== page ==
Sustainable Travel: Doing Good or Feeling Good?

Allison Sodha

April is Earth Month, an annual 30-day campaign dedicated to environmental education and awareness. In the past five decades, the global population has doubled and the travel industry has evolved to accommodate the growing needs of mobility and recreation. The growth of these industries can be complex. International travel increases the awareness and tolerance of other cultures; it also provides tourism dollars to developing economies. However, the grim reality is that the travel industry contributes to the carbon crisis. 10% of global carbon emissions are created by the travel industry, and 25% of that figure is just from the hotel industry. The push for sustainable travel is rooted in well-intentioned practices, but are we actually making a difference or just feeling better about our environmentally-friendly decisions?

Legacy of Leh


The good news is that awareness creates solutions. Sustainability encompasses social and economic impacts - not just ecological. Many travelers are now seeking community-based projects or socially-conscious tours that aim to support local businesses and entrepreneurs. They are also becoming individual activists and using their voice to demand innovation. A traveler can make a difference as a consumer.

Here are eight small steps you can take toward becoming a more sustainable traveler:

1. BUY LOCAL. One of the easiest ways to be a responsible traveler is to shop locally. Whether it is a quick snack or a souvenir, support local artisans and seek out items that have been regionally produced instead of imported in mass production. This cycle benefits small businesses and local communities.

2. AVOID ANIMAL TOURISM. Be mindful of unethical animal tourism. Many travelers can make a wrong choice with good intentions, not fully understanding how an animal is exploited for economic benefit. Avoid activities with any animal performance, rides, or wildlife selfies, as well as any experience where you hold or play with the wildlife. Often the animals are drugged or worse just to make a dollar.

3. MINDFUL TRANSPORTATION. Most of a plane’s carbon emissions are emitted during take-off and landing, so reserve direct and non-stop flights for international travel. Because a passenger's emissions are determined by the space they use, flying economy also lowers the carbon footprint. A business class seat occupies more space and has an even larger footprint. Once you arrive at your destination, walk, bike, or use local transportation when possible. Use ride-share services or take a train!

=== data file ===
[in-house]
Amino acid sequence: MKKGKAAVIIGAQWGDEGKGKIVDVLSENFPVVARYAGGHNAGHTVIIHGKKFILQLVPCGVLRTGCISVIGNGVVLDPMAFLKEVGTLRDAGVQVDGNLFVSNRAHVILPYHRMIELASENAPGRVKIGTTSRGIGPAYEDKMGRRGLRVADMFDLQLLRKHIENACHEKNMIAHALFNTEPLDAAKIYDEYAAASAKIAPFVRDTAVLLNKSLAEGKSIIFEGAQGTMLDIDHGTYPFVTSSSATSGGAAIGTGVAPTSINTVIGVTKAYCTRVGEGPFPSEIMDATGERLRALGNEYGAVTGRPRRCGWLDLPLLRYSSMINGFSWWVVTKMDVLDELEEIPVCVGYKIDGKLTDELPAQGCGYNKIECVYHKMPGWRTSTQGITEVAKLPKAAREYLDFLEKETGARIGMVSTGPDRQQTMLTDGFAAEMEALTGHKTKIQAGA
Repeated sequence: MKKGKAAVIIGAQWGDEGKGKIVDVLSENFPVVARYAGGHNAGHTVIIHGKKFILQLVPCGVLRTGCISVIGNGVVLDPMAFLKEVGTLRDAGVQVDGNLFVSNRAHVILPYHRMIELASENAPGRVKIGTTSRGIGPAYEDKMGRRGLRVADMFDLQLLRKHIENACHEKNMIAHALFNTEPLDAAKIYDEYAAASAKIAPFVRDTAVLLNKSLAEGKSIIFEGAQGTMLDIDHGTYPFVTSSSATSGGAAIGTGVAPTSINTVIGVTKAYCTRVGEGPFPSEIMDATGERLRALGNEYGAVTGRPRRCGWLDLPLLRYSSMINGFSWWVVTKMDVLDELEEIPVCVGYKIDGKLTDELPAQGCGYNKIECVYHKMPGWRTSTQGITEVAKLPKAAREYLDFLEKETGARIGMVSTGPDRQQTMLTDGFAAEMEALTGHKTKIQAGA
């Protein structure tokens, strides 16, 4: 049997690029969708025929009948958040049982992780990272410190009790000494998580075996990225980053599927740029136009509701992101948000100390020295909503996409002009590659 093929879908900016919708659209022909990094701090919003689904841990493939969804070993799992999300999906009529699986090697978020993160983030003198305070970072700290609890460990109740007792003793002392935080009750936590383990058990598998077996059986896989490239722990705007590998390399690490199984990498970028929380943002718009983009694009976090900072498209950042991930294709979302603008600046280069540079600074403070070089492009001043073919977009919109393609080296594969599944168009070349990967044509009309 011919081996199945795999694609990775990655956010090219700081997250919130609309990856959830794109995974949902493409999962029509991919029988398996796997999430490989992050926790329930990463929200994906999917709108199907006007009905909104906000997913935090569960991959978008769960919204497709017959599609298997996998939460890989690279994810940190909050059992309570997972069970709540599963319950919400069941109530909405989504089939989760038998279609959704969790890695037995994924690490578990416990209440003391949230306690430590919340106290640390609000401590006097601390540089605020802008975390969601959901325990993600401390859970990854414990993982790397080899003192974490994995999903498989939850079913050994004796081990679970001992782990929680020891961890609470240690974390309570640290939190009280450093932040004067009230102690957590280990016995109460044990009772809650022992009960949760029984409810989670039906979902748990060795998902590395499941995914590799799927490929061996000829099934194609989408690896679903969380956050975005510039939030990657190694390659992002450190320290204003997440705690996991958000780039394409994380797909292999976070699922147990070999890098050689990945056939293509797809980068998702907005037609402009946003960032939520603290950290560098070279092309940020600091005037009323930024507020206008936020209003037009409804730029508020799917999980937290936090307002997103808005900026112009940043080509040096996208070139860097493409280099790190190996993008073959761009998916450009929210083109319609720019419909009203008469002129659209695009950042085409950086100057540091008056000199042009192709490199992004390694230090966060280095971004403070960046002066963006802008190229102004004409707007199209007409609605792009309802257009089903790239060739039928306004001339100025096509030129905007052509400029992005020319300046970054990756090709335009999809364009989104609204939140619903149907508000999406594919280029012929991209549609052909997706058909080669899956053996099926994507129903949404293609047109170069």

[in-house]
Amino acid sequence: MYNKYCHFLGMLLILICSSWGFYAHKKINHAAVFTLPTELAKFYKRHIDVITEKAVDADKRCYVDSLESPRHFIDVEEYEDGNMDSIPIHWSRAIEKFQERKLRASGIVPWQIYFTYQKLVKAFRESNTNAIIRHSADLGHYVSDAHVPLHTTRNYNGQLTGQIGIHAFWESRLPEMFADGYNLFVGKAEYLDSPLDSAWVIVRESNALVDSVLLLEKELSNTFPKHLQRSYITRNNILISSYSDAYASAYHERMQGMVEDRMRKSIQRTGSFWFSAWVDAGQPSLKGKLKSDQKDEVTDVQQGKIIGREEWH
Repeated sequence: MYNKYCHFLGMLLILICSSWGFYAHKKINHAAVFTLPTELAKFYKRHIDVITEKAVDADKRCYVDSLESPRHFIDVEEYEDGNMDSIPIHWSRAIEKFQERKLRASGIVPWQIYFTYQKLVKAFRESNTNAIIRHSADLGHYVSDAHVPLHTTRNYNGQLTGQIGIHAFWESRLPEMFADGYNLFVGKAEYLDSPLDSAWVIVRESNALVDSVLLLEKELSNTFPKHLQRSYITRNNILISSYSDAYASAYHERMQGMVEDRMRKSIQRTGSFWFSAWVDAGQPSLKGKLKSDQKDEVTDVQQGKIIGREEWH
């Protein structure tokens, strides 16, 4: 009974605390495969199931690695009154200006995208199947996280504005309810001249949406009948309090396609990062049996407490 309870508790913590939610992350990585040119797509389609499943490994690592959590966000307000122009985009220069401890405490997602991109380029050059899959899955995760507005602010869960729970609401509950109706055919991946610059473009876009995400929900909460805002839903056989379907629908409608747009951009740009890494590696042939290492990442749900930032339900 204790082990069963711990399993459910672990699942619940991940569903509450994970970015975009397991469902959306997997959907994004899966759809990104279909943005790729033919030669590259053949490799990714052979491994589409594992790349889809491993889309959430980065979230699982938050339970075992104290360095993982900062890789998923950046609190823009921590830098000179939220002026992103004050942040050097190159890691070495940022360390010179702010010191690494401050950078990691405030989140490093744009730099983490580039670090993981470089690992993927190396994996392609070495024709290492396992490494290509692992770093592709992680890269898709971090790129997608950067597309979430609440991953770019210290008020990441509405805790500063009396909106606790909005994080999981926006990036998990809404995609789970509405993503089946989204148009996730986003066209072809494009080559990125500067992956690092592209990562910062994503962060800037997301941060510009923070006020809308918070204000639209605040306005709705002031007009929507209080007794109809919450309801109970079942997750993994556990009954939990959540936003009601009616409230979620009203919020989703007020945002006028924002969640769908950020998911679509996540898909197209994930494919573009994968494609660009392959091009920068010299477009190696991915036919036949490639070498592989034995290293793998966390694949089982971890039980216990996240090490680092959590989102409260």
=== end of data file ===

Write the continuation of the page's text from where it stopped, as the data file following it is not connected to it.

4. HOTEL OR NO-TEL. Research the properties you intend to reserve. Do they support sustainable practices like banning single use plastics and recycling waste? What percentage of the hotel’s resources are local? Do they have a LEED certification or use renewable energy? Rather than staying at chain hotels, opt for heritage hotels or homestays. Not only do the tourism dollars stay in the community, but the experience can be more immersive and culturally authentic. 

5. REDUCE, REUSE, RECYCLE. Reusable water bottles, bags, and toiletry containers drastically cut down on damaging single-use plastics. Pack items for multi-purpose use and consider renting any bulky gear locally. This can include adventure equipment like skiis or even child strollers and car seats. When staying at your hotel, be mindful of energy consumption - turn off electronics when leaving the room and use the heat/AC efficiently.

6. RESPONSIBLE TOURING. Research your travel company or tour operator. How are your tourism dollars directly benefiting a community? Even if local, immersive experiences are legal, are they ethical? Be aware of greenwashing, the false marketing of a service or product that appears eco-friendly or sustainable. This deceptive practice often convinces even savvy travelers that their financial contribution is environmentally friendly. 

7. LIMIT WATER CONSUMPTION. We all love our long, warm showers, but in many destinations, water is a scarce commodity. Although you may have access to clean, fresh water, many don't, so limit your shower time and try to avoid baths. Don’t leave the tap running when brushing your teeth or shaving. Reuse your towels instead of opting for daily laundry service; if washing your own clothes, fill the sink only once and select an eco-friendly laundry detergent.  

8. GIVING BACK. Find ways to support a local cause or philanthropic organization. In South Asia, our area of expertise, beggars are common. Fueled by compassion, travelers have good intentions to donate money. Unfortunately, many cities have homes that teach this craft as a scam, especially by manipulating children. if you feel compelled to give, we recommend donating money to a reputable and charitable organization that will fairly and transparently disperse the funds to the community. 

Perhaps most importantly, ask yourself: How can I protect the world through travel?

Together, we can protect our planet's destinations by transforming tourism's impact on nature and people.

Topics: Accommodations, Culture, EcoTourism, Wildlife

Allison Sodha

Written by Allison Sodha

As the President of Sodha Travel and author of Go! Girl Guides India, Allison has spent almost two decades exploring South Asia. She has a passion for creating experiences fueled by a deeper understanding of local communities.